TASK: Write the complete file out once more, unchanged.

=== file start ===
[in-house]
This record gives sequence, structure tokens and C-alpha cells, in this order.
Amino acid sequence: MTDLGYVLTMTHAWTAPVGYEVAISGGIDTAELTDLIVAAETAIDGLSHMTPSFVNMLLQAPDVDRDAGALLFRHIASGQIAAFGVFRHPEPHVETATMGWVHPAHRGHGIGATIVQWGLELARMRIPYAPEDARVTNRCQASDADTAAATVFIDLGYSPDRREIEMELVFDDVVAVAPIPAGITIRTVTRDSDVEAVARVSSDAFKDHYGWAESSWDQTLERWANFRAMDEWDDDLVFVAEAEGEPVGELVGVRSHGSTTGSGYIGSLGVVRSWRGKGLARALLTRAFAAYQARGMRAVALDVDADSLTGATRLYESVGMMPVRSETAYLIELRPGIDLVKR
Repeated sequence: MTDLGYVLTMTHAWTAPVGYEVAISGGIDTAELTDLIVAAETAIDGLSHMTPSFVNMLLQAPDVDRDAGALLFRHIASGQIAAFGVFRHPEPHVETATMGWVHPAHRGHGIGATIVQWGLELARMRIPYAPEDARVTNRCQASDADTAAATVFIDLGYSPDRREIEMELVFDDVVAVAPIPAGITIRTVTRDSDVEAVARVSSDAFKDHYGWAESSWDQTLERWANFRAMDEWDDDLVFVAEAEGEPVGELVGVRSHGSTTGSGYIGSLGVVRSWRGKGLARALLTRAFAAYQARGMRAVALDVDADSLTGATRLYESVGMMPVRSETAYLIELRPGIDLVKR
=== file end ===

[in-house]
This record gives sequence, structure tokens and C-alpha cells, in this order.
Amino acid sequence: MTDLGYVLTMTHAWTAPVGYEVAISGGIDTAELTDLIVAAETAIDGLSHMTPSFVNMLLQAPDVDRDAGALLFRHIASGQIAAFGVFRHPEPHVETATMGWVHPAHRGHGIGATIVQWGLELARMRIPYAPEDARVTNRCQASDADTAAATVFIDLGYSPDRREIEMELVFDDVVAVAPIPAGITIRTVTRDSDVEAVARVSSDAFKDHYGWAESSWDQTLERWANFRAMDEWDDDLVFVAEAEGEPVGELVGVRSHGSTTGSGYIGSLGVVRSWRGKGLARALLTRAFAAYQARGMRAVALDVDADSLTGATRLYESVGMMPVRSETAYLIELRPGIDLVKR
Repeated sequence: MTDLGYVLTMTHAWTAPVGYEVAISGGIDTAELTDLIVAAETAIDGLSHMTPSFVNMLLQAPDVDRDAGALLFRHIASGQIAAFGVFRHPEPHVETATMGWVHPAHRGHGIGATIVQWGLELARMRIPYAPEDARVTNRCQASDADTAAATVFIDLGYSPDRREIEMELVFDDVVAVAPIPAGITIRTVTRDSDVEAVARVSSDAFKDHYGWAESSWDQTLERWANFRAMDEWDDDLVFVAEAEGEPVGELVGVRSHGSTTGSGYIGSLGVVRSWRGKGLARALLTRAFAAYQARGMRAVALDVDADSLTGATRLYESVGMMPVRSETAYLIELRPGIDLVKR